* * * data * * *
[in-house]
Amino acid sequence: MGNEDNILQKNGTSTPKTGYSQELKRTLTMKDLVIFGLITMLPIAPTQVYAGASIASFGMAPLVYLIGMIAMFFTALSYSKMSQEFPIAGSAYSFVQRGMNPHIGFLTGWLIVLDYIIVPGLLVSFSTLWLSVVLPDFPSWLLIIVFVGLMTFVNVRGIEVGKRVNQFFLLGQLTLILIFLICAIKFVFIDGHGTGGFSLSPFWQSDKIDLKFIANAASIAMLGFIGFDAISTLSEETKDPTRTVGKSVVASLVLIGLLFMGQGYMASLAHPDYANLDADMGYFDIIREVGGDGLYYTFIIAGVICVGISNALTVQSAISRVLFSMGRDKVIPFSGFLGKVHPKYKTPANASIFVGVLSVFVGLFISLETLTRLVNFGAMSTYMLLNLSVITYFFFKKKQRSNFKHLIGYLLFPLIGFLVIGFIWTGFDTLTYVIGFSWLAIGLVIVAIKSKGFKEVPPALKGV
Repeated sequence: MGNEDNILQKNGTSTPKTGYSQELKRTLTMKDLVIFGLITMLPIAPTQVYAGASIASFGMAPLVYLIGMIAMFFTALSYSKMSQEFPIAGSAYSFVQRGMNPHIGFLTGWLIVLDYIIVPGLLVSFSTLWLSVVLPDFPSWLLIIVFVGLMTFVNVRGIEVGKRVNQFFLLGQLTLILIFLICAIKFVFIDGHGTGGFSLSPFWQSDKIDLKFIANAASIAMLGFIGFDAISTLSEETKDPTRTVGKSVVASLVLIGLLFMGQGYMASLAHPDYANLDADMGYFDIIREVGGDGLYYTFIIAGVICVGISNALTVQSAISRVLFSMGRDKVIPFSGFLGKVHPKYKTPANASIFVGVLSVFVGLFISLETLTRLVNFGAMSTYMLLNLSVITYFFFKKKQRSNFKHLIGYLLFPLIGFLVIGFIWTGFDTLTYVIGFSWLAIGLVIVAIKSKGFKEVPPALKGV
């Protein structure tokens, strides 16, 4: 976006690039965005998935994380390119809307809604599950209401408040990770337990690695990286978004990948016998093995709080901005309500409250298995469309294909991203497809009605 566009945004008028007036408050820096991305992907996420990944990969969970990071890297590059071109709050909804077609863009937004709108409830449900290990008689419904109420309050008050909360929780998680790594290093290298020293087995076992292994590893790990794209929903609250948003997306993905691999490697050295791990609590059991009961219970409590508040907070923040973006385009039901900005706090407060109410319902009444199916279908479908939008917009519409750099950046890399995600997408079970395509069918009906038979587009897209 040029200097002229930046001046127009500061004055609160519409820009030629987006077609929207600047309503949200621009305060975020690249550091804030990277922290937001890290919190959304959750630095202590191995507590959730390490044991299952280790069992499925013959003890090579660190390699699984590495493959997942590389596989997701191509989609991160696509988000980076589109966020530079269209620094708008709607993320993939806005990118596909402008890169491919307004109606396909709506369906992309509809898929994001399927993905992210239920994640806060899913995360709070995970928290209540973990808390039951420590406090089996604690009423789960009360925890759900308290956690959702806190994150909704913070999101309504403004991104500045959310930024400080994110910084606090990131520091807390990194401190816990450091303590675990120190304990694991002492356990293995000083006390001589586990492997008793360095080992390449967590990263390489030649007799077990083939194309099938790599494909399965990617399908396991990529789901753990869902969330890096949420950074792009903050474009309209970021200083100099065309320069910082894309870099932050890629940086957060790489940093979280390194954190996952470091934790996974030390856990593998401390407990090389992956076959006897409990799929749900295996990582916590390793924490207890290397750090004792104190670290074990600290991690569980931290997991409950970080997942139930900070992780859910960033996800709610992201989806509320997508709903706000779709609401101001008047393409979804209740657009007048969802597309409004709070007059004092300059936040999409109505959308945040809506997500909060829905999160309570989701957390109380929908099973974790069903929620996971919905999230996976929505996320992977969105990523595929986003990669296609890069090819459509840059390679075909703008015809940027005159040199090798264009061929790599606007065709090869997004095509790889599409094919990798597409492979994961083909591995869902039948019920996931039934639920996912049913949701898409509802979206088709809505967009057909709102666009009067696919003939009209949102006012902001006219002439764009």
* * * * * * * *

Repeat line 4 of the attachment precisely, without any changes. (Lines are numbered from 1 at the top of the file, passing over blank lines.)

């Protein structure tokens, strides 16, 4: 976006690039965005998935994380390119809307809604599950209401408040990770337990690695990286978004990948016998093995709080901005309500409250298995469309294909991203497809009605 566009945004008028007036408050820096991305992907996420990944990969969970990071890297590059071109709050909804077609863009937004709108409830449900290990008689419904109420309050008050909360929780998680790594290093290298020293087995076992292994590893790990794209929903609250948003997306993905691999490697050295791990609590059991009961219970409590508040907070923040973006385009039901900005706090407060109410319902009444199916279908479908939008917009519409750099950046890399995600997408079970395509069918009906038979587009897209 040029200097002229930046001046127009500061004055609160519409820009030629987006077609929207600047309503949200621009305060975020690249550091804030990277922290937001890290919190959304959750630095202590191995507590959730390490044991299952280790069992499925013959003890090579660190390699699984590495493959997942590389596989997701191509989609991160696509988000980076589109966020530079269209620094708008709607993320993939806005990118596909402008890169491919307004109606396909709506369906992309509809898929994001399927993905992210239920994640806060899913995360709070995970928290209540973990808390039951420590406090089996604690009423789960009360925890759900308290956690959702806190994150909704913070999101309504403004991104500045959310930024400080994110910084606090990131520091807390990194401190816990450091303590675990120190304990694991002492356990293995000083006390001589586990492997008793360095080992390449967590990263390489030649007799077990083939194309099938790599494909399965990617399908396991990529789901753990869902969330890096949420950074792009903050474009309209970021200083100099065309320069910082894309870099932050890629940086957060790489940093979280390194954190996952470091934790996974030390856990593998401390407990090389992956076959006897409990799929749900295996990582916590390793924490207890290397750090004792104190670290074990600290991690569980931290997991409950970080997942139930900070992780859910960033996800709610992201989806509320997508709903706000779709609401101001008047393409979804209740657009007048969802597309409004709070007059004092300059936040999409109505959308945040809506997500909060829905999160309570989701957390109380929908099973974790069903929620996971919905999230996976929505996320992977969105990523595929986003990669296609890069090819459509840059390679075909703008015809940027005159040199090798264009061929790599606007065709090869997004095509790889599409094919990798597409492979994961083909591995869902039948019920996931039934639920996912049913949701898409509802979206088709809505967009057909709102666009009067696919003939009209949102006012902001006219002439764009």